Clinical Assistant Professor, Department of Family Medicine, University of Wisconsin; Clinical Assistant Professor of Medicine, Arizona Center for Integrative Medicine, University of Arizona, Tucson
Dr. Kiefer reports no financial relationships relevant to this field of study.
- These authors explored two aspects of traditional Thai medicine: steam baths and a specific collection of herbal medicines.
- Sixty-eight people with allergic rhinitis were randomized to receive either an herbal steam bath or just a steam bath, 30 minutes three times weekly for four weeks.
- Both groups showed improvements in allergic rhinitis symptoms.
- The herbal steam bath group had a higher satisfaction with the treatment.
SYNOPSIS: After four weeks, people with allergic rhinitis in both an herbal steam bath group and a control group showed improvements in some typical rhinitis symptoms.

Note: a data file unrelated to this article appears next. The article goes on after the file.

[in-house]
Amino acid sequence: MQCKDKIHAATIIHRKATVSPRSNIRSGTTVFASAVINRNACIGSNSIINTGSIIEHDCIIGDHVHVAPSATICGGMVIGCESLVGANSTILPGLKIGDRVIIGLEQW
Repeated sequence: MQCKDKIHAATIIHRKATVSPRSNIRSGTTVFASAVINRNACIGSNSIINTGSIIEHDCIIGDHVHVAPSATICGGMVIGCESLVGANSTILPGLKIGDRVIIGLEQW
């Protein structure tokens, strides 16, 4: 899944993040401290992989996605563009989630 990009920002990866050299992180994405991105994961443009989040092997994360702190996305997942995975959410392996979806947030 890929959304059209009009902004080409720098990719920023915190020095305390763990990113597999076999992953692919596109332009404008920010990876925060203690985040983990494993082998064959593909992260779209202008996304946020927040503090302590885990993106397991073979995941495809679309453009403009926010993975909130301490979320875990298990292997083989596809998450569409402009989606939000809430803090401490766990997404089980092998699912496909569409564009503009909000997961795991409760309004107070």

SOURCE: Tungsukruthai P, Nootim P, Worakunphanich W, Tabtong N. Efficacy and safety of herbal steam bath in allergic rhinitis: A randomized controlled trial. J Integr Med 2018;16:39-44.
The spring allergy season is upon us, and patients will be looking for effective treatments to address sinus congestion and pain, rhinorrhea, sneezing, and itchy eyes. There are a host of over-the-counter and prescription pharmaceutical options available, but people often turn to dietary supplements, including herbal medicines, for symptomatic relief. One such treatment genre is herbal steams or inhalations, often using essential oils in hot water, which then volatilize, are inhaled, and have a variety of purported effects on the upper respiratory tract. But do they work? Tungsukruthai et al attempted to explore such herbal inhalants through a study on traditional herbal steam baths in Thailand.